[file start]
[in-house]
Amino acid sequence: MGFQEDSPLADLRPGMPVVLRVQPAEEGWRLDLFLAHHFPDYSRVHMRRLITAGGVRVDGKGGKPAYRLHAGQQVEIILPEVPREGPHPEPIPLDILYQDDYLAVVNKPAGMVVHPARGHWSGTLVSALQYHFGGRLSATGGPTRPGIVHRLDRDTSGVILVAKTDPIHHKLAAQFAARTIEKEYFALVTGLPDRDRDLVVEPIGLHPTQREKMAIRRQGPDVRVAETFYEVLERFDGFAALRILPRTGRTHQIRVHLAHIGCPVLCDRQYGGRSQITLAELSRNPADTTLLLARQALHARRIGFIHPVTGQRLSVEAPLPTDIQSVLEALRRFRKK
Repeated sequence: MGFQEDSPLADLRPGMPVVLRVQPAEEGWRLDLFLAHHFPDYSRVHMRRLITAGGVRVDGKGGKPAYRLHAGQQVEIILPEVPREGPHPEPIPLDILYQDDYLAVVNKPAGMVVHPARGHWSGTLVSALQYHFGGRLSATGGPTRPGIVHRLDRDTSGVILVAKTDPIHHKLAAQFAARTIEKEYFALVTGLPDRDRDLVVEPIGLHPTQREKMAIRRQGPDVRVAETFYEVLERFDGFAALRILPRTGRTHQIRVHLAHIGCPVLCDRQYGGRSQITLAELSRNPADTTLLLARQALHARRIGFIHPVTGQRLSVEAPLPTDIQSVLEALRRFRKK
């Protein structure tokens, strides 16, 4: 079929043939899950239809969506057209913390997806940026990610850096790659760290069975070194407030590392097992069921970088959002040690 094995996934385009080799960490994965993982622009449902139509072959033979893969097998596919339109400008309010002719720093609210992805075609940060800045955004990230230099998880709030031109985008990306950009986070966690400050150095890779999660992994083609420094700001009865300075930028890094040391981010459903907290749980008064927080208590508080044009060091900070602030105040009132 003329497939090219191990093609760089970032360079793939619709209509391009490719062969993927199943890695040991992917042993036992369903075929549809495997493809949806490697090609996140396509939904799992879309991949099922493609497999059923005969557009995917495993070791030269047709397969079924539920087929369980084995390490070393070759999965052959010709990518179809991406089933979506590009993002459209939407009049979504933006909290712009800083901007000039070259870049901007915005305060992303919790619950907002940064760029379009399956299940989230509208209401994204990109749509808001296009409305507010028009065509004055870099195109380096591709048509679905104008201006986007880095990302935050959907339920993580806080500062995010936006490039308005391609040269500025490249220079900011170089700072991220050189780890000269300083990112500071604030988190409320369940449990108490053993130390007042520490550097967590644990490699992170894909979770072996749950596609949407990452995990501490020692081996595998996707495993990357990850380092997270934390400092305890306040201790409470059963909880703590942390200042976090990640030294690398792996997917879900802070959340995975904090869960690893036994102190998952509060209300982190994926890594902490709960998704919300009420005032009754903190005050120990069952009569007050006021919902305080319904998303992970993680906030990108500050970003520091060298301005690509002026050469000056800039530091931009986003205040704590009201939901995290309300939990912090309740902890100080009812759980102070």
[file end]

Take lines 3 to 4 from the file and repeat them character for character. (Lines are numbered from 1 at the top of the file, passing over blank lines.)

Repeated sequence: MGFQEDSPLADLRPGMPVVLRVQPAEEGWRLDLFLAHHFPDYSRVHMRRLITAGGVRVDGKGGKPAYRLHAGQQVEIILPEVPREGPHPEPIPLDILYQDDYLAVVNKPAGMVVHPARGHWSGTLVSALQYHFGGRLSATGGPTRPGIVHRLDRDTSGVILVAKTDPIHHKLAAQFAARTIEKEYFALVTGLPDRDRDLVVEPIGLHPTQREKMAIRRQGPDVRVAETFYEVLERFDGFAALRILPRTGRTHQIRVHLAHIGCPVLCDRQYGGRSQITLAELSRNPADTTLLLARQALHARRIGFIHPVTGQRLSVEAPLPTDIQSVLEALRRFRKK
């Protein structure tokens, strides 16, 4: 079929043939899950239809969506057209913390997806940026990610850096790659760290069975070194407030590392097992069921970088959002040690 094995996934385009080799960490994965993982622009449902139509072959033979893969097998596919339109400008309010002719720093609210992805075609940060800045955004990230230099998880709030031109985008990306950009986070966690400050150095890779999660992994083609420094700001009865300075930028890094040391981010459903907290749980008064927080208590508080044009060091900070602030105040009132 003329497939090219191990093609760089970032360079793939619709209509391009490719062969993927199943890695040991992917042993036992369903075929549809495997493809949806490697090609996140396509939904799992879309991949099922493609497999059923005969557009995917495993070791030269047709397969079924539920087929369980084995390490070393070759999965052959010709990518179809991406089933979506590009993002459209939407009049979504933006909290712009800083901007000039070259870049901007915005305060992303919790619950907002940064760029379009399956299940989230509208209401994204990109749509808001296009409305507010028009065509004055870099195109380096591709048509679905104008201006986007880095990302935050959907339920993580806080500062995010936006490039308005391609040269500025490249220079900011170089700072991220050189780890000269300083990112500071604030988190409320369940449990108490053993130390007042520490550097967590644990490699992170894909979770072996749950596609949407990452995990501490020692081996595998996707495993990357990850380092997270934390400092305890306040201790409470059963909880703590942390200042976090990640030294690398792996997917879900802070959340995975904090869960690893036994102190998952509060209300982190994926890594902490709960998704919300009420005032009754903190005050120990069952009569007050006021919902305080319904998303992970993680906030990108500050970003520091060298301005690509002026050469000056800039530091931009986003205040704590009201939901995290309300939990912090309740902890100080009812759980102070």